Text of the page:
Thanks

John Moffat says

I explain this completely in this lecture!!!!

ammu88 says

Thank you so much for your lecture. if we get the nominal rate is 13.3% we can use 13% df in the table, but what if its 13.78% can we use 14% or do we have to use fraction(1/1+r).

Thank you.

John Moffat says

You use 14% – the nearest whole %

rishabbohra98 says

Sir adding on to the question above, instead of taking the nearest whole at 14%, can we use (1/1+r) for D/F of 13.78%

John Moffat says

Of course you can, but it would be a rather silly thing to do since it takes more time and is not required of you.

leslie777 says

Hey John,

Great lectures! you are wonderful!

But where to find the article mentioned in notes? Its about advanced investment appraisal.

Thanks!

mystified says

Hi, you can find it on the accaglobal.com among technical articles.

mjibola says

1. Inflate the cash flows and you’d have to discount them at the actual/nominal cost of capital if you’re provided with it. If you aren’t, use the Fisher Formulae to determine the nominal cost of capital.

2. If you don’t inflate them, you’d have to discount them at the effective interest rate/ real cost of capital.

Understood!

John Moffat says

Precisely!

zee says

Thanks Super man…:) all your F9 lectures are so wonderful to brushup the basics for P4 exams.God bless you

John Moffat says

Thank you for the comment ๐

Mahrukh says

Hi john

I’ve got the point that we would get the same NPV whether we discount real cash flows by the real cost of capital or the inflated cash flows by the inflated cost of capital, but in the example there is no scrap & tax savings, if there had been any of these in the question, then the NPV we would get by discounting at the real cost of capital would be higher than the NPV calculated using the nominal or inflated cost of capital.

My question is that how will it affect our decision & should we discount the tax savings & scrap value at the rate of inflation, before including them in cash flows, while discounting at the real cost of capital(because both of them are future values), to get the same NPV?

Secondly, as you said that in theory, the change in inflation rate doesn’t makes a difference to our decision as the cost of capital will change accordingly, resulting in same npv, but you focused that it is only in theory, why not its always the case

practically?

John Moffat says

The answer to both your points is that discounting the real cash flows at the real cost of capital only ‘works’ if all of the cash flows are inflating at the same general rate of inflation.

In real life and in most exam questions, different cash flows are subject to different inflation rates and therefore we need to inflate the cash flows to get the actual/nominal cash flows and then discount at the actual/nominal cost of capital.

Mahrukh says

As in your example, a general rate of inflation is applied to all cash flows, for example:

If there were tax payments & tax savings in the same question & we are required to calculate the NPV in real & nominal terms, in this case, applying tax rate on the real cash flows will result in lower tax payments than applying the tax rate on the nominal flows, but if we calculate tax savings due to capital allowances, they will be the same in both cases.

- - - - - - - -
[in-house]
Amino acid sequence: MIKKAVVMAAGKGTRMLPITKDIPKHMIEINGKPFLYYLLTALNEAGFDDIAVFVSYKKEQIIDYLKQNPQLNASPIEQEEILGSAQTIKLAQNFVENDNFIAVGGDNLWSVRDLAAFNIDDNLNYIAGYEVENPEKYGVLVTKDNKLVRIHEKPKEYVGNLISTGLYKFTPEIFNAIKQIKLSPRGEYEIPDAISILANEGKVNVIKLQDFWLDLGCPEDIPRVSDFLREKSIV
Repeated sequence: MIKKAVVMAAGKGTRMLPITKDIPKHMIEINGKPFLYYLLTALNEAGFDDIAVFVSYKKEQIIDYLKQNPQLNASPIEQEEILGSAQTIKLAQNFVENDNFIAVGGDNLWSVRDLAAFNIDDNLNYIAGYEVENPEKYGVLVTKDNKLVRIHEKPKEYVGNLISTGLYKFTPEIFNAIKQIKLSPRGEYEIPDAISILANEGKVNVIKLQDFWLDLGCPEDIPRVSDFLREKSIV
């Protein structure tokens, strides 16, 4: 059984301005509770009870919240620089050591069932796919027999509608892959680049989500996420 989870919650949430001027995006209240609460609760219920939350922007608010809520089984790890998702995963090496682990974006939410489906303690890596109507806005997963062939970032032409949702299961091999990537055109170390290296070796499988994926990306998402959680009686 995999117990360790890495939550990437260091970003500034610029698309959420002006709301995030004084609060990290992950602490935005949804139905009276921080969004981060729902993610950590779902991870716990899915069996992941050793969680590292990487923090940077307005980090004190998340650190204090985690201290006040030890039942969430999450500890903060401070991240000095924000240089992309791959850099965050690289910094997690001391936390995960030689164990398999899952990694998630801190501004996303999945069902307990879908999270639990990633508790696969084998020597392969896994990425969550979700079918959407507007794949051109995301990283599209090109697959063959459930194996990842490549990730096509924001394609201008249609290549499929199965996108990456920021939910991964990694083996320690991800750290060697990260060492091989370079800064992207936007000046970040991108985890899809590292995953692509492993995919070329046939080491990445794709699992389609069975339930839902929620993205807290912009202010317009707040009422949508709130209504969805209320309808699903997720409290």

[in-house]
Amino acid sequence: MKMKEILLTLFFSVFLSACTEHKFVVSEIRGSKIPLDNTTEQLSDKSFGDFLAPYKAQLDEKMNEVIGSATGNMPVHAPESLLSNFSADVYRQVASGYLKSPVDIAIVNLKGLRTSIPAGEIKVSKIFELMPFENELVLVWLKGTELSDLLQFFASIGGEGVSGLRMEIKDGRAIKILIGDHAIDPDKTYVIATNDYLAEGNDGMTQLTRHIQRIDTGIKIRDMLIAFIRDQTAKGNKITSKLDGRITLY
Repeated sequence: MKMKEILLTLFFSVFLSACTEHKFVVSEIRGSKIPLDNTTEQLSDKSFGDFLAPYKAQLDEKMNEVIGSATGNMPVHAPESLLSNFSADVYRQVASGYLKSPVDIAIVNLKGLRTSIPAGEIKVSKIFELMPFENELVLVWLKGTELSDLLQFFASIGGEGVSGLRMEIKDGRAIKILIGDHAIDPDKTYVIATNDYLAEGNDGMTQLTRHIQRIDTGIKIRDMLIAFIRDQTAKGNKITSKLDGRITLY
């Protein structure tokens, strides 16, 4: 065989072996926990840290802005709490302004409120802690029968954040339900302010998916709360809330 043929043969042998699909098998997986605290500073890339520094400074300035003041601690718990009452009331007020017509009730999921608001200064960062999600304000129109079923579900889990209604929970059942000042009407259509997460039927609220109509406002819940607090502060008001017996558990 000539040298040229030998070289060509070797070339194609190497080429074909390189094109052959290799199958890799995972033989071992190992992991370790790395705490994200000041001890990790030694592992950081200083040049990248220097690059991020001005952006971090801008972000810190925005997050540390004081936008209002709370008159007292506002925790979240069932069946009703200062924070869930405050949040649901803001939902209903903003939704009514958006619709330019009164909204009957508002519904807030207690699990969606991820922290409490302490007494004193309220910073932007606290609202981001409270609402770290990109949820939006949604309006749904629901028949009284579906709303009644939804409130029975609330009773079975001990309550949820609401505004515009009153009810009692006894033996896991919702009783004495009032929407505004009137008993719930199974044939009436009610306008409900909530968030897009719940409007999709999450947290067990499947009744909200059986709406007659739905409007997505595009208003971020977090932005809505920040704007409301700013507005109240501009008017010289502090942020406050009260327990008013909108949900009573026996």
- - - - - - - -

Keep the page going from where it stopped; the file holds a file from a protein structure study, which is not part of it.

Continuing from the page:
My question is that why don’t we deflate the figures for tax savings, before including them in the calculation of NPV, using real rate?

The reason i’m asking this, is that there is one such question in December 2013 exam.

John Moffat says

The December 2013 question was a slightly silly question for the reasons you have stated. However the examiner did allow you to deflate the tax savings which is what effectively he did in the alternative approach that he showed in his answer.

Mahrukh says

Thanks ๐

John Moffat says

You are welcome ๐

Arun says

In the alternative method isn’t the net operating flow 6 (20-16) instead of 60?

John Moffat says

No – it is 200 – 140 = 60

Arun says

I looked at the solution in the notes and it’s taken as 60,000 which means the net operating flow is 6 per unit (60000/10000).

Thanks.

John Moffat says

It is 6 per unit certainly, but the net operating flow is 60,000 which is what I have in the lecture (as usual in the exam, and as I say in the lecture, all of the figures are in thousands).

Kelly says

Wonderful lecture Sir. Just a small observation. If you just calculate 1.05/1.15 you get 9.13%, rounded to 9%. Then you discount at 2.531 and the NPV is +31.86 which is much closer to the initial +32.

Kelly says

Never mind. its clarified when we use the fomula

annonymous says

Hi John.

Regarding the above comment, is it not better to discount at 9% rather than 10% if you do not wish to use the Fisher formula?

1/1.0952 = 9.13 rounded to 9% DOES give a more accurate answer than 9.52 rounded to 10%

And if i’m correct, can the same logic be used for other questions, or was this just a coincidence?

Thanks for the wonderful lectures…they have been very helpful ๐

John Moffat says

Its not a coincidence (and thanks for the comment) ๐

Ernest says

Please I don’t get the comments here or they are probably misleading. 1/1.0952=0.913075=91.3% and not 9.13%. I think its just mere coincidence because discounting 1000 at 9.52% (df =1/1.0952) is never the same as discounting the same thousand at 9.13% (df=1.0913). I hope am clear.

John Moffat says

Sorry – I misread the earlier comment. You are correct ๐

Ernest says

Thank you.

ahlaamzk says

Hi Mr. Moffat, do we ever round down instead of up? For example, 9.52% becomes 10%, had it been 9.22 would it still round up to 10% or would we round down to 9%?

John Moffat says

You round to the nearest – so 9.22 would be rounded to 9%

rabiatu says

what will happen to the cash flows if they are different in each of the five years and these cash flows are before taken account of general inflation.

eg yr 1=10000, yr2=15000, yr 3 17000 and so on. inflation is at the rate of 6.2%.

Thanks

John Moffat says

You use the same logic.

The actual cash flow at time 1 is 10,000 x 1.062

The actual cash flow at time 2 is 15,000 x 1.062^2

The actual cash flow at time 3 is 17,000 x 1.062^3